SQA fails to apologise for exam downgrading issues
The Scottish Qualifications Authority (SQA) has failed to apologise for its system of exam moderation which saw nearly 125,000 young people’s marks downgraded from their teacher-estimated grades.
SQA chief executive Fiona Robertson told Holyrood’s Education and Skills Committee that she regretted “the circumstances of the last week” and that criticism had been “felt most keenly” by her and her colleagues but stopped short of making an apology.
Robertson said that the SQA’s role was to maintain the “integrity” of qualifications and that part of the commission from the Scottish Government was to make sure that standards were maintained.
She said she had a responsibility not just to this year’s young people, but those in previous and future years.
There was a “clear and unequivocal case” for moderation, she said, and the SQA “delivered on the Scottish Government’s initial request”.
Responding to comments from Scottish Conservative committee member Jamie Greene that he had not heard the word ‘sorry’ in what she had told the committee, Robertson said it had been “very difficult” to see the reaction to the results, but the SQA had a role to fulfil.
She also said she had been contacted by many young people who were happy with their grades.
Robertson said: “Of course, it was very difficult to see the reaction to last week’s results, but we were asked to fulfil a role and part of that role was to maintain standards across Scotland.
“And while I absolutely fully understand the feelings of young people and the strength of those feelings, it was important, and I think the Deputy First Minister reflected that in his statement to parliament, that I explain the basis on which we undertook that work.
“It was a commission from ministers after exams had been cancelled and in an extraordinary set of circumstances that I think we would all acknowledge, and I think we did our very best to deliver.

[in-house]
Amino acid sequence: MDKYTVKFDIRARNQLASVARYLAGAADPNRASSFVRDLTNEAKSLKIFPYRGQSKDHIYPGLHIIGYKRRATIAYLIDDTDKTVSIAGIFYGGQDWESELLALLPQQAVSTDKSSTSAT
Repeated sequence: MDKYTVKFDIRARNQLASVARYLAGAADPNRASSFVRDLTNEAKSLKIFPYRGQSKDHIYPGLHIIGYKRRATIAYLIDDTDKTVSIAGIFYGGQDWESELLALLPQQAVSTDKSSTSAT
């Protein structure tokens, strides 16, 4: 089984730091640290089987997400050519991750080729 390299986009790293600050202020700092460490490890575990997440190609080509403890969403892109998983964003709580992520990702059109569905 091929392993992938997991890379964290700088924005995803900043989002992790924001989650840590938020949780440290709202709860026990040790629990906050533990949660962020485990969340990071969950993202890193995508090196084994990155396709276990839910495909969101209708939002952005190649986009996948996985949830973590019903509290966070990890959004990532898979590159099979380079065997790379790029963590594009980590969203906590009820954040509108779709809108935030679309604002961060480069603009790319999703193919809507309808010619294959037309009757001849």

“But I also fully appreciate, as I highlighted in my opening statement, that young people felt that their achievements had been taken outwith their control, so I absolutely get that, and of course I regret how young people have felt about the process.
”However, I think it’s also important to highlight that I’ve had messages from many young people over the last week saying how pleased they are with the outcome, so I think it’s important to temper quite clearly the strong feelings from young people across Scotland who feel that they’ve been unfairly treated with the delight of others who feel that they have got awards that reflect their achievements.”
Robertson also criticised the media for publishing stories about pupils who had been downgraded from an A to an F, pointing out that there is no F grade.
She said that if pupils thought their grades had been significantly lowered, they should contact their school, suggesting they perhaps didn’t know what the teacher-estimated grade had been because “either schools had not shared their estimates with young people or indeed young people were not aware of their estimates”.